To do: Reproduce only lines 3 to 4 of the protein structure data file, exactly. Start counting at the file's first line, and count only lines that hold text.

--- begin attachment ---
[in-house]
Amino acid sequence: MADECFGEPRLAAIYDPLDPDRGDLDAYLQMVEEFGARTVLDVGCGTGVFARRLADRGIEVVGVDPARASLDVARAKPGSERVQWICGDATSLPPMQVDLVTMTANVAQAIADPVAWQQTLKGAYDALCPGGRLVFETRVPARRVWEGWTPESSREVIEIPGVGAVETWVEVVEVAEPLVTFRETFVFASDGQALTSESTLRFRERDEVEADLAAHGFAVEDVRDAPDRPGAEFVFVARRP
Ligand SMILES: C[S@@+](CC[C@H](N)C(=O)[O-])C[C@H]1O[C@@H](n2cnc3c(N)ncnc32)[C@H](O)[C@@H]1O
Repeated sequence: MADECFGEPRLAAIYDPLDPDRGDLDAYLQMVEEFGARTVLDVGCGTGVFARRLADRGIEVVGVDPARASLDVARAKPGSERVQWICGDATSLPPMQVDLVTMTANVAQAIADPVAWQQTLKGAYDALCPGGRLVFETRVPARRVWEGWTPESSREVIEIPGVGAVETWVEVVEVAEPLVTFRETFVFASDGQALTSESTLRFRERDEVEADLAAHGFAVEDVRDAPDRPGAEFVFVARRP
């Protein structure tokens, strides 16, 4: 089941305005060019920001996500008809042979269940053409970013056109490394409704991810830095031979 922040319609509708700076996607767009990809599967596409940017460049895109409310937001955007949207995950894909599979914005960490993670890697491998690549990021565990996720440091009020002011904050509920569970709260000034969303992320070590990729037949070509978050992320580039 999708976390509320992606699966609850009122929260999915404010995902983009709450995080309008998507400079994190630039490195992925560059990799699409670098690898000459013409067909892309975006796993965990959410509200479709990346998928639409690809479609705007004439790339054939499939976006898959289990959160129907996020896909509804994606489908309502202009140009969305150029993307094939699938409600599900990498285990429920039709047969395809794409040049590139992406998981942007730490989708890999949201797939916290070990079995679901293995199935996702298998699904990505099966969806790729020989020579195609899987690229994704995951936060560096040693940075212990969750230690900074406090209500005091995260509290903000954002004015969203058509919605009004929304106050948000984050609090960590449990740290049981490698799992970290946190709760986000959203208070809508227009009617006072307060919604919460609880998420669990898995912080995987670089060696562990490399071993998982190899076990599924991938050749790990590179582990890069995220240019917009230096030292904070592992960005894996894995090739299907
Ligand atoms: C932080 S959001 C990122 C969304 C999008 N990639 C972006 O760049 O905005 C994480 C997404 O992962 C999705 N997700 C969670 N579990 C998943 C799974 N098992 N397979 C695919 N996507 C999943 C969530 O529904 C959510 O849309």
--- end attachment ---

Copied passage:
Ligand SMILES: C[S@@+](CC[C@H](N)C(=O)[O-])C[C@H]1O[C@@H](n2cnc3c(N)ncnc32)[C@H](O)[C@@H]1O
Repeated sequence: MADECFGEPRLAAIYDPLDPDRGDLDAYLQMVEEFGARTVLDVGCGTGVFARRLADRGIEVVGVDPARASLDVARAKPGSERVQWICGDATSLPPMQVDLVTMTANVAQAIADPVAWQQTLKGAYDALCPGGRLVFETRVPARRVWEGWTPESSREVIEIPGVGAVETWVEVVEVAEPLVTFRETFVFASDGQALTSESTLRFRERDEVEADLAAHGFAVEDVRDAPDRPGAEFVFVARRP